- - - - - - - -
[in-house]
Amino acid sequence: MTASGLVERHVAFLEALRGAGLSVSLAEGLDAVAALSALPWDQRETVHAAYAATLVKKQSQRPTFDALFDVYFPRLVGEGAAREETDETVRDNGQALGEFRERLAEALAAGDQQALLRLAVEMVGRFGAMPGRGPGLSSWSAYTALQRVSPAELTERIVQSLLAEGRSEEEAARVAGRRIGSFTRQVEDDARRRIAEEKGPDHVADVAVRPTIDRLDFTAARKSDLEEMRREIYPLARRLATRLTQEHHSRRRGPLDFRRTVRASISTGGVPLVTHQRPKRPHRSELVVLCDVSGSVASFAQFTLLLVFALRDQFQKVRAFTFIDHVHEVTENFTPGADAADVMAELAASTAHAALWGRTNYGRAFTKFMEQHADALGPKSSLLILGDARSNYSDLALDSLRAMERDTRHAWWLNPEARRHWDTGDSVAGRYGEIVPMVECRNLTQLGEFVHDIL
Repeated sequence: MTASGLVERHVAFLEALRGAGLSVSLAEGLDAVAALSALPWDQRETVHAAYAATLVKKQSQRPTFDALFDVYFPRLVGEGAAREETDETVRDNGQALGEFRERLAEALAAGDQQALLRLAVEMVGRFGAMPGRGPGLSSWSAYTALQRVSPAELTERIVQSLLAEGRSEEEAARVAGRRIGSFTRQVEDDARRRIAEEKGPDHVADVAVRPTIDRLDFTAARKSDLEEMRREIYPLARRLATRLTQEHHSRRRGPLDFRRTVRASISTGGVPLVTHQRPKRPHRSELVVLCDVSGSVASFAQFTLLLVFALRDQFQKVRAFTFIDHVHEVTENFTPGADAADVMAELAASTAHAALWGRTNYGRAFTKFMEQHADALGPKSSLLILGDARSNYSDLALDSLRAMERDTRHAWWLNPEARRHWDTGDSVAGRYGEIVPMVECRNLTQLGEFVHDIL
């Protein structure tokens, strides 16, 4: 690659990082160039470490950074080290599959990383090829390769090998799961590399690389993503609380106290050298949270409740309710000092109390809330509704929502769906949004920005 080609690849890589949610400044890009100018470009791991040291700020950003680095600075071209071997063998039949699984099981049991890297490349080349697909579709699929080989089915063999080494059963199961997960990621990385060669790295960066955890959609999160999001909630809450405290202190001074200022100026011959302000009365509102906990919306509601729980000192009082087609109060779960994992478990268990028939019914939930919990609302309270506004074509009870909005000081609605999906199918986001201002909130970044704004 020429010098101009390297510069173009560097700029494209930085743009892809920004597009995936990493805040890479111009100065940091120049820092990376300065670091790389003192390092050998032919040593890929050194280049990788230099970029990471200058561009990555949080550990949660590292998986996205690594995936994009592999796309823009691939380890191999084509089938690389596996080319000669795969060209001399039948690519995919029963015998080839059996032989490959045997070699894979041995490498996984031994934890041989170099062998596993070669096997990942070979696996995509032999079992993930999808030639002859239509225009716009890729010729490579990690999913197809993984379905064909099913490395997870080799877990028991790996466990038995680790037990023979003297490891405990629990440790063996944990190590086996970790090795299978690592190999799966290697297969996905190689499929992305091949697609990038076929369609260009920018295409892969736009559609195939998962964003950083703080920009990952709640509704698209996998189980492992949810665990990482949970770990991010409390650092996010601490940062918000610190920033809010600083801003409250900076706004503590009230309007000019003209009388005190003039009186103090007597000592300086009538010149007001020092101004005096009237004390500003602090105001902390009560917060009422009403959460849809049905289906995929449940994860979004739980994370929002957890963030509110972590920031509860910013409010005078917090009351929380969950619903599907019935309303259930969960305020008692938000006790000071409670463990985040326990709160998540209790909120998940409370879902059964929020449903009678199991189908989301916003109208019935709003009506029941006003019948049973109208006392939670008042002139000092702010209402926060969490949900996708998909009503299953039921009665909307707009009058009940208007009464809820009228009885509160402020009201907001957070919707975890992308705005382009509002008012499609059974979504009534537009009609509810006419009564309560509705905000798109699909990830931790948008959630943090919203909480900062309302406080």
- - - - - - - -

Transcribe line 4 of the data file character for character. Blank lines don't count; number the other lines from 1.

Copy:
């Protein structure tokens, strides 16, 4: 690659990082160039470490950074080290599959990383090829390769090998799961590399690389993503609380106290050298949270409740309710000092109390809330509704929502769906949004920005 080609690849890589949610400044890009100018470009791991040291700020950003680095600075071209071997063998039949699984099981049991890297490349080349697909579709699929080989089915063999080494059963199961997960990621990385060669790295960066955890959609999160999001909630809450405290202190001074200022100026011959302000009365509102906990919306509601729980000192009082087609109060779960994992478990268990028939019914939930919990609302309270506004074509009870909005000081609605999906199918986001201002909130970044704004 020429010098101009390297510069173009560097700029494209930085743009892809920004597009995936990493805040890479111009100065940091120049820092990376300065670091790389003192390092050998032919040593890929050194280049990788230099970029990471200058561009990555949080550990949660590292998986996205690594995936994009592999796309823009691939380890191999084509089938690389596996080319000669795969060209001399039948690519995919029963015998080839059996032989490959045997070699894979041995490498996984031994934890041989170099062998596993070669096997990942070979696996995509032999079992993930999808030639002859239509225009716009890729010729490579990690999913197809993984379905064909099913490395997870080799877990028991790996466990038995680790037990023979003297490891405990629990440790063996944990190590086996970790090795299978690592190999799966290697297969996905190689499929992305091949697609990038076929369609260009920018295409892969736009559609195939998962964003950083703080920009990952709640509704698209996998189980492992949810665990990482949970770990991010409390650092996010601490940062918000610190920033809010600083801003409250900076706004503590009230309007000019003209009388005190003039009186103090007597000592300086009538010149007001020092101004005096009237004390500003602090105001902390009560917060009422009403959460849809049905289906995929449940994860979004739980994370929002957890963030509110972590920031509860910013409010005078917090009351929380969950619903599907019935309303259930969960305020008692938000006790000071409670463990985040326990709160998540209790909120998940409370879902059964929020449903009678199991189908989301916003109208019935709003009506029941006003019948049973109208006392939670008042002139000092702010209402926060969490949900996708998909009503299953039921009665909307707009009058009940208007009464809820009228009885509160402020009201907001957070919707975890992308705005382009509002008012499609059974979504009534537009009609509810006419009564309560509705905000798109699909990830931790948008959630943090919203909480900062309302406080």